THE BLOG
08/17/2010 07:29 pm ET Updated May 25, 2011

A Call to Conscience

Sometimes, events occur in our country that provide an unexpected opportunity for us to reaffirm the core values of who we are as a nation. The current controversy surrounding the proposed construction of a Community Center with a Mosque two blocks from the 9/11 World Trade Center is such an opportunity.

When George Bush launched a counterattack against Al Qaeda and the Taliban for their airplane sponsored bombing of the World Trade Center, he was explicit that our military action was not against Islam, but Islamic terrorists. The objections to the construction of the Mosque in the proposed Community Center suggest directly and indirectly that we are at war with Islam. As a consequence, those who oppose the Mosque are demanding that American citizens who are Muslim and whose religion is Islam forfeit and relinquish their constitutional right to freedom of worship. Opponents contend that the exercise of such a right would offend families who lost loved ones on 9/11.

In other words, Americans citizens who are Muslim are not "first class" citizens, only "second class." Where have we heard this before in our history about efforts to make some citizens "second class," not because of whom they worshiped, but based on the color of the skin or their national origin?.

In a speech on August 3, 2010, New York Mayor Michael Bloomberg, gave a speech defending the proposed building of the Mosque. His remarks constitute an eloquent statement on our freedom to worship. He said that on 9/11,

3,000 people were killed because some murderous fanatics didn't want us to enjoy the freedoms to profess our own faiths, to speak our own minds, to follow our own dreams, and to live our own lives. Of all our precious freedoms, the most important may be the freedom to worship as we wish...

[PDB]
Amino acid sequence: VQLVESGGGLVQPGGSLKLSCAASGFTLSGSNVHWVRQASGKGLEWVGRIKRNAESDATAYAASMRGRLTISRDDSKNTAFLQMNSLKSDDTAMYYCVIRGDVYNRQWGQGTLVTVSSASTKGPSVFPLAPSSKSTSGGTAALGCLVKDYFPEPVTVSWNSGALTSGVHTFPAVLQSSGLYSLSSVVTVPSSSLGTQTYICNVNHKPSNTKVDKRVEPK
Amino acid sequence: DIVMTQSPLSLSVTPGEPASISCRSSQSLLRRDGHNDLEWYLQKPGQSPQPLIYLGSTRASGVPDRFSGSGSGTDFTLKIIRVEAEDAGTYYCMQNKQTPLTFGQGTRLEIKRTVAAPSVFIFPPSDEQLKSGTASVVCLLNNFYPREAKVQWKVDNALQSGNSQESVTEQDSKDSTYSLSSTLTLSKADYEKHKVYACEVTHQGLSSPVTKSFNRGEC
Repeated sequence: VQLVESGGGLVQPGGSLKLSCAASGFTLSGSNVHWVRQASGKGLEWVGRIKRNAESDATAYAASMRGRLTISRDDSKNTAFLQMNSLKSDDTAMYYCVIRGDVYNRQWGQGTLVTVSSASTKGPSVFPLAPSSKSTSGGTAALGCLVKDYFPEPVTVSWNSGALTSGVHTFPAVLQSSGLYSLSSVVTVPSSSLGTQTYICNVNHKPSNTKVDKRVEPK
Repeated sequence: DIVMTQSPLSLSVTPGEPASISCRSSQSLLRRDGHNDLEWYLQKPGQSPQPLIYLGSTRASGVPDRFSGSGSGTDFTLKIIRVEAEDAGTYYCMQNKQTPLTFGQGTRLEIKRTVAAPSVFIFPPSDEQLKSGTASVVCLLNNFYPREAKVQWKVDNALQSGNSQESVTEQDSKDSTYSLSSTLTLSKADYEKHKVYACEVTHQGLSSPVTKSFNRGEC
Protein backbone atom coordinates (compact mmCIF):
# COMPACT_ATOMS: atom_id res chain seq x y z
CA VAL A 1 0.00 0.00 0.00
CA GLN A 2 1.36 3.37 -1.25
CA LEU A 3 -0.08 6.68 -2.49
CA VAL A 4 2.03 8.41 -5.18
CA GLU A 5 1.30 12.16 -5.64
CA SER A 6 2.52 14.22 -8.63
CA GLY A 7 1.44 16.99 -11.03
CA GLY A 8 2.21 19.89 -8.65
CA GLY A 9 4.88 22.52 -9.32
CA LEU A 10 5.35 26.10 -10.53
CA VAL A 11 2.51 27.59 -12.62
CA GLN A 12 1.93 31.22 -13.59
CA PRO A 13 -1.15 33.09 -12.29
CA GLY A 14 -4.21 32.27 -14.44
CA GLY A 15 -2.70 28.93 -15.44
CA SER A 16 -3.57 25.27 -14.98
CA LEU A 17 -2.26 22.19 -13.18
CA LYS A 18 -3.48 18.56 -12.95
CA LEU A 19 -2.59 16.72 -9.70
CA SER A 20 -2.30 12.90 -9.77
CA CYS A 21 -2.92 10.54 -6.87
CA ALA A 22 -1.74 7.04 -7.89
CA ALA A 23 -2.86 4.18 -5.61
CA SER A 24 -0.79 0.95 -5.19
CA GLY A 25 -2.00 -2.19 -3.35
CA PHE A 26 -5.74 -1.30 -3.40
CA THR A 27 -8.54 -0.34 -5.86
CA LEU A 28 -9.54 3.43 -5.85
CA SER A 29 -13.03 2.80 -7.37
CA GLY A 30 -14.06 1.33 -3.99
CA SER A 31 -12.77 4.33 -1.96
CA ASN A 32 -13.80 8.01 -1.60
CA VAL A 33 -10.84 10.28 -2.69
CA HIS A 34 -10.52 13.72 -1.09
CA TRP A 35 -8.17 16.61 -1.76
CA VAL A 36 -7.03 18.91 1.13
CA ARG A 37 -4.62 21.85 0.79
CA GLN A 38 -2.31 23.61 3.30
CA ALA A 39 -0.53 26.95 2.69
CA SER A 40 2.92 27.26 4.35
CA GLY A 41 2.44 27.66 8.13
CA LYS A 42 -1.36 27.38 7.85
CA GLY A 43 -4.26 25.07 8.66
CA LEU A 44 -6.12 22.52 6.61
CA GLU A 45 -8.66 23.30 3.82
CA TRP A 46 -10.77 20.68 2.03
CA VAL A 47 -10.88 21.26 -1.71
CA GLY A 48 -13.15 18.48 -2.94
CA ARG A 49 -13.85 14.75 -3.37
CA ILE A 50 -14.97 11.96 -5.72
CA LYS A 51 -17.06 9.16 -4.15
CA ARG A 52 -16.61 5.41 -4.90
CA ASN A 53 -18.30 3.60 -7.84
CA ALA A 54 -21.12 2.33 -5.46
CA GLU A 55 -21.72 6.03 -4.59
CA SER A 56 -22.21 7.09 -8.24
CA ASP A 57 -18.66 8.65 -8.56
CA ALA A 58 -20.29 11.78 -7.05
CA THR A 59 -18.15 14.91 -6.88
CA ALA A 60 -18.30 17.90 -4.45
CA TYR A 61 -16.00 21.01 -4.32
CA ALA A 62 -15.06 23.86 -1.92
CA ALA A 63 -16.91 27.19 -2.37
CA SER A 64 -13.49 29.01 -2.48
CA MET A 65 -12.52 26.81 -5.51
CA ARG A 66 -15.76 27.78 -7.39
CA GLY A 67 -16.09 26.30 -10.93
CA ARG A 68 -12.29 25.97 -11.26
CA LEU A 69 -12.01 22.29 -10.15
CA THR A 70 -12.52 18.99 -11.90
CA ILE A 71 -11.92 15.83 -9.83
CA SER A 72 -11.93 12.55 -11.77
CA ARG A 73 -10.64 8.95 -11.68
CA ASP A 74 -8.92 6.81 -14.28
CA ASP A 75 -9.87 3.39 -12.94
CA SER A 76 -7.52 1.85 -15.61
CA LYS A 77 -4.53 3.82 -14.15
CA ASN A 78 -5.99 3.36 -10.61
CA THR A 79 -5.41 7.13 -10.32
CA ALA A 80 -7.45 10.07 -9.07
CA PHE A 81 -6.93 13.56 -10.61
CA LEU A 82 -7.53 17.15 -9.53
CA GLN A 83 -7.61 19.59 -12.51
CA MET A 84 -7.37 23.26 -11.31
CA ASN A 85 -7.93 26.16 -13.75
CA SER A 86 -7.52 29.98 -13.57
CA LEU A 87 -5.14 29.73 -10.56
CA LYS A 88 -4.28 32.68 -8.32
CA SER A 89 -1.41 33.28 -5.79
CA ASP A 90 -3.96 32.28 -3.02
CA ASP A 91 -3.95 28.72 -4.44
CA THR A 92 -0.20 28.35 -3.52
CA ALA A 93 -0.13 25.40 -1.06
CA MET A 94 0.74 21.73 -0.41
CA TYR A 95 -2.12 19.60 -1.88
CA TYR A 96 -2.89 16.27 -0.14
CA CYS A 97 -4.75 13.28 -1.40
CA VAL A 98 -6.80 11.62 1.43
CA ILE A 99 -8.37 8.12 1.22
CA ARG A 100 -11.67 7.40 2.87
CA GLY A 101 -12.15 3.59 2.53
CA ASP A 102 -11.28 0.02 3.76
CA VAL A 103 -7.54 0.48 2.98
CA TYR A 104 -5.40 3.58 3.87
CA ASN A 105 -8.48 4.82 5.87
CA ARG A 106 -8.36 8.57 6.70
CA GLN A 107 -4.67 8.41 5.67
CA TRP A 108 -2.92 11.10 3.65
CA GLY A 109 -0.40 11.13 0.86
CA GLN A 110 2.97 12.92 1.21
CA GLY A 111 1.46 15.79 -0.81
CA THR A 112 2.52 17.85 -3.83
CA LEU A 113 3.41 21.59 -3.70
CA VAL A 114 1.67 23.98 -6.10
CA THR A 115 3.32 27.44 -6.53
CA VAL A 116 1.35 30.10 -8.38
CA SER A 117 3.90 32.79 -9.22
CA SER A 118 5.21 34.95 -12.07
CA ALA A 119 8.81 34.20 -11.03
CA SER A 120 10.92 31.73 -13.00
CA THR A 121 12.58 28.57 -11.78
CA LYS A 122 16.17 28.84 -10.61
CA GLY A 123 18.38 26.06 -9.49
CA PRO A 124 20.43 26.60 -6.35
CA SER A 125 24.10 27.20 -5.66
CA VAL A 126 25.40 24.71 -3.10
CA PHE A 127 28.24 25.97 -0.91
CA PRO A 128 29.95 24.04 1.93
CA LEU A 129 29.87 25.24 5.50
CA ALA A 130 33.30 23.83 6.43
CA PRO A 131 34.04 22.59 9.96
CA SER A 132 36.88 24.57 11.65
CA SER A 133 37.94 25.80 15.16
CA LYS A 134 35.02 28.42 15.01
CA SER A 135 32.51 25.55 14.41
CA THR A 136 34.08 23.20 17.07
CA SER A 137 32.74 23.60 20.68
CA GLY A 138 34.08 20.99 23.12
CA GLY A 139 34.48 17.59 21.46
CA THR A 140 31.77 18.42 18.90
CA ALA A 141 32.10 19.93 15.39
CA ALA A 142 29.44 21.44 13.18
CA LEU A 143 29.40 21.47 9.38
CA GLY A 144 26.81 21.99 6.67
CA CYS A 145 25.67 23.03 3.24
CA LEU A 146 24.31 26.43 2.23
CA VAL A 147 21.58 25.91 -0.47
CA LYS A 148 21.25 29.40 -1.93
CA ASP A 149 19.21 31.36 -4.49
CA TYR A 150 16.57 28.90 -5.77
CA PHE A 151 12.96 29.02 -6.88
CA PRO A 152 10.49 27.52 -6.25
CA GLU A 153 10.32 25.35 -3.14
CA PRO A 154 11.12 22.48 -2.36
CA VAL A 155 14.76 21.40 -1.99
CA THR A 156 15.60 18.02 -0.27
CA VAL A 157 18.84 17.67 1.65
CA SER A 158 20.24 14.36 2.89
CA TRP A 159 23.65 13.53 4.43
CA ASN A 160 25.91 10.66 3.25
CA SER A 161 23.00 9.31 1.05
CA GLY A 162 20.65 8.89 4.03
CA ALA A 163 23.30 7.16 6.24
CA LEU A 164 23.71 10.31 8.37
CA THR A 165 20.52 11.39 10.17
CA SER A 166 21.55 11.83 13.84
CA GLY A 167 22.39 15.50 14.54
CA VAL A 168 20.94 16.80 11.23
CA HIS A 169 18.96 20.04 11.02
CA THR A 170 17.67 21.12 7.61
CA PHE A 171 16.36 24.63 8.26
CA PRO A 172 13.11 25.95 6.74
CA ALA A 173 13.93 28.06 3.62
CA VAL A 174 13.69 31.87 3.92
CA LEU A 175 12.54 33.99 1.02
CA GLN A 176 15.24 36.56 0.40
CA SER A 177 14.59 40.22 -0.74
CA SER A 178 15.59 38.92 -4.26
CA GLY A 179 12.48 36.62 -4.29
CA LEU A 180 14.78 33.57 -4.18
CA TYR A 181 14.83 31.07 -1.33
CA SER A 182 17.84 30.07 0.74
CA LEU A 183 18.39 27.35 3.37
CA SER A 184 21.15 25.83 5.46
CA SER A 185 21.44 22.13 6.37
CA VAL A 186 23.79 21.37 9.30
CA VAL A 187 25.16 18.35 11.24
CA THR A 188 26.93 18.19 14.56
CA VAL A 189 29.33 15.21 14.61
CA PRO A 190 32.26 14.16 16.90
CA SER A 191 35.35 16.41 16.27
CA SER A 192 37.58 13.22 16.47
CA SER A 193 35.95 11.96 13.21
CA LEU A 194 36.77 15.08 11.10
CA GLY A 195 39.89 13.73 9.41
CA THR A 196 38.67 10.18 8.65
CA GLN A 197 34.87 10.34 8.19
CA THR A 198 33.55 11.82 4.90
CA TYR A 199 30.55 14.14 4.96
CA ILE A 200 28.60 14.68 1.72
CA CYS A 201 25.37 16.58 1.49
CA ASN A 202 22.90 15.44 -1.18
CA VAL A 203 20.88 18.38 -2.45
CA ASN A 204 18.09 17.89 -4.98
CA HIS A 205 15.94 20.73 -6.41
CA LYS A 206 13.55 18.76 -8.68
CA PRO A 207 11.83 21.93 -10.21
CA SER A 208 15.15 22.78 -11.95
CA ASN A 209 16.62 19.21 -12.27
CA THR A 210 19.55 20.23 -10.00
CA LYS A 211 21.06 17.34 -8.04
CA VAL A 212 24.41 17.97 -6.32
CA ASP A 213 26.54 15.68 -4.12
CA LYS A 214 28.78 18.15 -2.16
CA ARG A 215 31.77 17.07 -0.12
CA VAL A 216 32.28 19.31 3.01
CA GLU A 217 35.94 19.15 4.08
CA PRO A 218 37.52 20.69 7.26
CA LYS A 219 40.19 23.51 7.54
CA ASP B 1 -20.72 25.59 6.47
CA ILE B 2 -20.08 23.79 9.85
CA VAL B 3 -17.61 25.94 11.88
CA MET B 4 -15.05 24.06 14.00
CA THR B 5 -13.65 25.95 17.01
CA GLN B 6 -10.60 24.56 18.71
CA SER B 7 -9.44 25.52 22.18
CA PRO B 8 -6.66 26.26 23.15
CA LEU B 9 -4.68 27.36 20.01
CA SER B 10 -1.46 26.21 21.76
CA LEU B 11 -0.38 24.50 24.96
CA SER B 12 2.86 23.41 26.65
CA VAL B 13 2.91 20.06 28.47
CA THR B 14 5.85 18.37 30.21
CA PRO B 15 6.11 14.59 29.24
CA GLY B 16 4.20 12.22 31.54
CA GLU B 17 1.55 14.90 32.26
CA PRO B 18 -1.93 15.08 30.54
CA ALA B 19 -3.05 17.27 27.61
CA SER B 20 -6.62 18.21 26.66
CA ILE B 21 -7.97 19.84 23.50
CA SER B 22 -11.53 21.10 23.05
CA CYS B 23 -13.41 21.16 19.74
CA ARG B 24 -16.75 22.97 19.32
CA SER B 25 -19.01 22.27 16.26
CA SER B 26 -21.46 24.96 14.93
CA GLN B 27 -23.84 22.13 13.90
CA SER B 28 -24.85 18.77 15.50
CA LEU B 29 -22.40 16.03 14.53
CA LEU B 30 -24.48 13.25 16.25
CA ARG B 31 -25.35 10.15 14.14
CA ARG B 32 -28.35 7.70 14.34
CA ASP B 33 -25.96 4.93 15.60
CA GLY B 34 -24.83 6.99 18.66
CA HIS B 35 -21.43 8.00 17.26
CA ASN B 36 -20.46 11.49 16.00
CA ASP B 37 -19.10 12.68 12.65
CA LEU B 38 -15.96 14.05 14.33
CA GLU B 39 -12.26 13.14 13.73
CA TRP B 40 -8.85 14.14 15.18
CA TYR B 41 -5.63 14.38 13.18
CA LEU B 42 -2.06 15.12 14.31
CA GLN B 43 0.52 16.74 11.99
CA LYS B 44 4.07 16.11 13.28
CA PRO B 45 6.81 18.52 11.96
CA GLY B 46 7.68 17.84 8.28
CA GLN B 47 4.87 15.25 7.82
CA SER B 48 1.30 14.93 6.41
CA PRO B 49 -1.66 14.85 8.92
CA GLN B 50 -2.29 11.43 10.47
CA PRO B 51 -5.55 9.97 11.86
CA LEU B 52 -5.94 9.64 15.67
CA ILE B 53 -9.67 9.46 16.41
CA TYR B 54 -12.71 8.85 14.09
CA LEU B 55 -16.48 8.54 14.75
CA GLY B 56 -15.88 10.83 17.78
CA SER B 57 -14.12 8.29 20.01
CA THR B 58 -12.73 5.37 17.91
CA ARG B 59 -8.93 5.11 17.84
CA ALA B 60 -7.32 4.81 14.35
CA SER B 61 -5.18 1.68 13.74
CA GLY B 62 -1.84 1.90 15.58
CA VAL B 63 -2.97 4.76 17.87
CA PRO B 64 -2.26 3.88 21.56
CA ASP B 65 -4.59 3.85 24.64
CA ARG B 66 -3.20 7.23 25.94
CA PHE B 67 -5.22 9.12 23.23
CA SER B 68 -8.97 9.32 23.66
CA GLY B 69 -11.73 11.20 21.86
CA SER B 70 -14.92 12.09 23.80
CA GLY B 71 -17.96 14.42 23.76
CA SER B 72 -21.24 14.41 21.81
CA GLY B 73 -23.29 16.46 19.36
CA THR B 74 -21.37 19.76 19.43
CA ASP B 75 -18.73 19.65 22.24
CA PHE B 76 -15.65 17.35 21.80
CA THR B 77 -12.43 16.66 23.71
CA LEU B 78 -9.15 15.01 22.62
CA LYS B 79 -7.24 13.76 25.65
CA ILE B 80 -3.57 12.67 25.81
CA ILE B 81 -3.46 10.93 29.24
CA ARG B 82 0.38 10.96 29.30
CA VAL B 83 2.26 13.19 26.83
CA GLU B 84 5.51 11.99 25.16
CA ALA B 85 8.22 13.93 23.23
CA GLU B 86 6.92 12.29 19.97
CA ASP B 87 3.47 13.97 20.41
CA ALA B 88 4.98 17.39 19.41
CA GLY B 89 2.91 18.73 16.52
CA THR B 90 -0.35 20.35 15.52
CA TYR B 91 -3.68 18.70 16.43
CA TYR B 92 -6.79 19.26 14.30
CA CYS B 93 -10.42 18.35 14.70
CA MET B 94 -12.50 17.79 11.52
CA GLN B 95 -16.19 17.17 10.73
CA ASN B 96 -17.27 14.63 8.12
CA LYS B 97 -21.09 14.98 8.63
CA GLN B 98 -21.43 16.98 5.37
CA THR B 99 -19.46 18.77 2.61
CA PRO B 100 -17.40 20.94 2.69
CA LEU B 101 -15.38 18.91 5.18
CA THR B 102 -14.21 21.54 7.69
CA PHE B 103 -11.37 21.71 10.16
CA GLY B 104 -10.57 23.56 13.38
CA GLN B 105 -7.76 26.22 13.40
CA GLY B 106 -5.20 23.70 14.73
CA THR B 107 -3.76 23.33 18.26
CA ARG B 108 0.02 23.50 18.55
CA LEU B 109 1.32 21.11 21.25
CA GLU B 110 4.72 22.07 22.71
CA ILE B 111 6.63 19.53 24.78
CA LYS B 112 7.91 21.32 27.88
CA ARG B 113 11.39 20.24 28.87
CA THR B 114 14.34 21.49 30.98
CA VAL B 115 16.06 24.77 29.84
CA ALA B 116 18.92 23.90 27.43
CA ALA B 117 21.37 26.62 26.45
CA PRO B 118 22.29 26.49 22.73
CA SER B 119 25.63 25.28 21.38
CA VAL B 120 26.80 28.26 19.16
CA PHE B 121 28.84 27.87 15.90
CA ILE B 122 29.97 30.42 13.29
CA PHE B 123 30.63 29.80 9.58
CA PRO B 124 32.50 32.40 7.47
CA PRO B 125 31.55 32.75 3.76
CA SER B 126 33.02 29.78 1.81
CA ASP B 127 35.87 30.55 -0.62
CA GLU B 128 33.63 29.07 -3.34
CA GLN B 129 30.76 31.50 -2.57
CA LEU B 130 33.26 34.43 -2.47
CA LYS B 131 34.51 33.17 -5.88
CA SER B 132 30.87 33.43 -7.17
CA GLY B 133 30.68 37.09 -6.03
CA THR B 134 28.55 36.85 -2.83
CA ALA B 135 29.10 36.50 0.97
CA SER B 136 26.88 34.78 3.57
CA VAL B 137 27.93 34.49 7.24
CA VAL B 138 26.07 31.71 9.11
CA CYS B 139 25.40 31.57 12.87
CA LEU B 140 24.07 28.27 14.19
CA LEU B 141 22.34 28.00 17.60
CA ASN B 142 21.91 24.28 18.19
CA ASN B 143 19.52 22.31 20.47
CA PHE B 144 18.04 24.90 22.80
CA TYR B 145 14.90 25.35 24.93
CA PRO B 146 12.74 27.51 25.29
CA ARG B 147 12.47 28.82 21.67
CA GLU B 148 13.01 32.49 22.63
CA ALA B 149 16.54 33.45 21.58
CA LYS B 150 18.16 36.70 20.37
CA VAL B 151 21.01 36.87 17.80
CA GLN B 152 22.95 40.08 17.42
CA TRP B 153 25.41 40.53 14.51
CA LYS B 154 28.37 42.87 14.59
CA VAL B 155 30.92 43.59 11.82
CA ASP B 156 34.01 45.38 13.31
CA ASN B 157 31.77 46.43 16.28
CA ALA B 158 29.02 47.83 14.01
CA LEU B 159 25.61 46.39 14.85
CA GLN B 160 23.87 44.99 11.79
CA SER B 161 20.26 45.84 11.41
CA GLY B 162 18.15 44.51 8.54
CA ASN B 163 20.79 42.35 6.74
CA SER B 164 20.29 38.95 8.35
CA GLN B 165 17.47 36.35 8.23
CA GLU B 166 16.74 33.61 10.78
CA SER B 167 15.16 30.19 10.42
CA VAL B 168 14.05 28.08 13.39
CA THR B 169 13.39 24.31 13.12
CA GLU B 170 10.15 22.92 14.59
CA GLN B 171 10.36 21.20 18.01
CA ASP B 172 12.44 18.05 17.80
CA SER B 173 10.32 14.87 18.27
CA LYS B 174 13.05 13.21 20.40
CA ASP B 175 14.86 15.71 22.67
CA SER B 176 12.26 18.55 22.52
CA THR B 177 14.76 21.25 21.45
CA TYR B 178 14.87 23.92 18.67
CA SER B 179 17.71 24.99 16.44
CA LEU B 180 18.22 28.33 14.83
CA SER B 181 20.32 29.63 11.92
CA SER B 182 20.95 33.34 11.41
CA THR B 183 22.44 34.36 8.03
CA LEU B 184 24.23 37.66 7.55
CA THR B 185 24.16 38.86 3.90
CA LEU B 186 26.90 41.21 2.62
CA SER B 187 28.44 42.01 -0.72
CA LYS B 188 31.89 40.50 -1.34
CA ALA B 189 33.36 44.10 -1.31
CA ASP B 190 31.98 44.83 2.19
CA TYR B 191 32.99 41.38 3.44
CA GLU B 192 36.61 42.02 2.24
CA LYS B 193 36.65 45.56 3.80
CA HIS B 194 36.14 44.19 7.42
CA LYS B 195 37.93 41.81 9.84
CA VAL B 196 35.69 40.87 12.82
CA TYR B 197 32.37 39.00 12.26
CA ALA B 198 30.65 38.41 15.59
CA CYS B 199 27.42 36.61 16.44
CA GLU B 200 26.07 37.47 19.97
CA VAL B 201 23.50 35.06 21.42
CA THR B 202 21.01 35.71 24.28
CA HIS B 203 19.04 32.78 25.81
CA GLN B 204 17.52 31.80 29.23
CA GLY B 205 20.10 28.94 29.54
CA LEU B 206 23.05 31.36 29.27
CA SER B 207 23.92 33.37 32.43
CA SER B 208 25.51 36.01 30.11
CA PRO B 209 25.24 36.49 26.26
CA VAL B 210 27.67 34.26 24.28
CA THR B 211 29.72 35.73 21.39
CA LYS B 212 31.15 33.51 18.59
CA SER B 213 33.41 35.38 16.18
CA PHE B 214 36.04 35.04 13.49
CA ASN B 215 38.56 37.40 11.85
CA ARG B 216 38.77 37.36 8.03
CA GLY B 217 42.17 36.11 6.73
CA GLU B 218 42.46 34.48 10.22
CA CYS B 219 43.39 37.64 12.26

Whatever you may think of the proposed mosque and community center, lost in the heat of the debate has been a basic question: Should government attempt to deny private citizens the right to build a house of worship on private property based on their particular religion? That may happen in other countries, but we should never allow it to happen here...

Let us not forget that Muslims were among those murdered on 9/11, and that our Muslim neighbors grieved with us as New Yorkers and as Americans. We would betray our values and play into our enemies' hands if we were to treat Muslims differently than anyone else. In fact, to cave to popular sentiment would be to hand a victory to the terrorists, and we should not stand for that...

On Sept. 11, 2001, thousands of first responders heroically rushed to the scene and saved tens of thousands of lives. More than 400 of those first responders did not make it out alive. In rushing into those burning buildings, not one of them asked, 'What God do you pray to?' 'What beliefs do you hold?'

The attack was an act of war, and our first responders defended not only our city, but our country and our constitution. We do not honor their lives by denying the very constitutional rights they died protecting. We honor their lives by defending those rights and the freedoms that the terrorists attacked.